Before there were robots in real life, there were robots in science fiction. Many decades' worth of robots. Unsurprisingly, those works of imaginative fiction led directly to the reality we live in today, writes Peter Suderman.
The idea of humanoid automatons goes back centuries—historian Noel Sharkey has found evidence of robot-like designs in ancient Greece-but the word robot is less than 100 years old. It was first used by the Czech writer Karel Capek in a 1920 play called R.U.R., which tells the story of a revolt at Rossum's Universal Robots, a factory that produces humanoid machines. (Capek's robots were biological creations, more like androids than metal men.)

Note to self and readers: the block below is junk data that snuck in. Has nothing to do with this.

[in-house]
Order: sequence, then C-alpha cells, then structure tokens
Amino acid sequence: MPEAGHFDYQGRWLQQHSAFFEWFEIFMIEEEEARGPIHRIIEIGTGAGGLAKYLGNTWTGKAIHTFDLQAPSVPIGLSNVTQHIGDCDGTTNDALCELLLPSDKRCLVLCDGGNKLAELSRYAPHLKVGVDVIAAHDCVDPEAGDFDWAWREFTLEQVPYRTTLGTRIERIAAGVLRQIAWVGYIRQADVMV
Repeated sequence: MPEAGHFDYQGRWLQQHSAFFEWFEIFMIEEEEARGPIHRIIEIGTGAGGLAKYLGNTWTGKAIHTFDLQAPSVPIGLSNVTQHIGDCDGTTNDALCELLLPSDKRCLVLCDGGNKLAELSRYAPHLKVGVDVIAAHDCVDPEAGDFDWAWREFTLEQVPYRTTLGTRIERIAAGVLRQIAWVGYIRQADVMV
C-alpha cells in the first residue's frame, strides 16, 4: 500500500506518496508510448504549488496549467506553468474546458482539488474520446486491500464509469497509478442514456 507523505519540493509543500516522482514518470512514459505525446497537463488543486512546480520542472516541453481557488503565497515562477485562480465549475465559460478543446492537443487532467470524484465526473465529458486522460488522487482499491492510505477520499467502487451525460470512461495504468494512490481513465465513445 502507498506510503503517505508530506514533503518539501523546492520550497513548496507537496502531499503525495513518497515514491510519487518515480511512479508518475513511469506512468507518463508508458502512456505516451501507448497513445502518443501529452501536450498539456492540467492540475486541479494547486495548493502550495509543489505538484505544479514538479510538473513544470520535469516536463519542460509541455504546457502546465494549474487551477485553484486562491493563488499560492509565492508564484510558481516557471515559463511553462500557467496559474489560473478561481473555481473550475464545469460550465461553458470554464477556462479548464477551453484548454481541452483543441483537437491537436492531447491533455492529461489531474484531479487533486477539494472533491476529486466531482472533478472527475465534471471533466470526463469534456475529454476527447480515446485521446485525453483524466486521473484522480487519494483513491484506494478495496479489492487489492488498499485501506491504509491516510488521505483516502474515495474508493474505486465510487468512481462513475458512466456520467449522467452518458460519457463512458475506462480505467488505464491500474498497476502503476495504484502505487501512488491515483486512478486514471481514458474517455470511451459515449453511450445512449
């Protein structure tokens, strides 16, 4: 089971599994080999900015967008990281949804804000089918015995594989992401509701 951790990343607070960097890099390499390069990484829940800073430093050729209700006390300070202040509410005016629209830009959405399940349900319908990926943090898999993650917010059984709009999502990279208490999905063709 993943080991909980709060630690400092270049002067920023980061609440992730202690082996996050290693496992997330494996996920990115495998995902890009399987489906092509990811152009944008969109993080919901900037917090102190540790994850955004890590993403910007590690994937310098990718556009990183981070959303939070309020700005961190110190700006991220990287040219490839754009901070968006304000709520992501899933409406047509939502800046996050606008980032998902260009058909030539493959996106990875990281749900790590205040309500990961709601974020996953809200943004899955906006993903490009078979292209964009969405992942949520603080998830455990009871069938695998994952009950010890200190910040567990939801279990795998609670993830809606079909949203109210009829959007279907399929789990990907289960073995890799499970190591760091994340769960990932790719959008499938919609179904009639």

The word robot was drawn from robota, a Czech word meaning drudge work. Capek's story set the tone for decades of robot fiction, mostly by stoking fears that the servants could eventually turn on their masters. Such scenarios were on Isaac Asimov's mind in 1939 when he wrote "Robbie," the first of what would be dozens of influential stories about future societies populated by robots.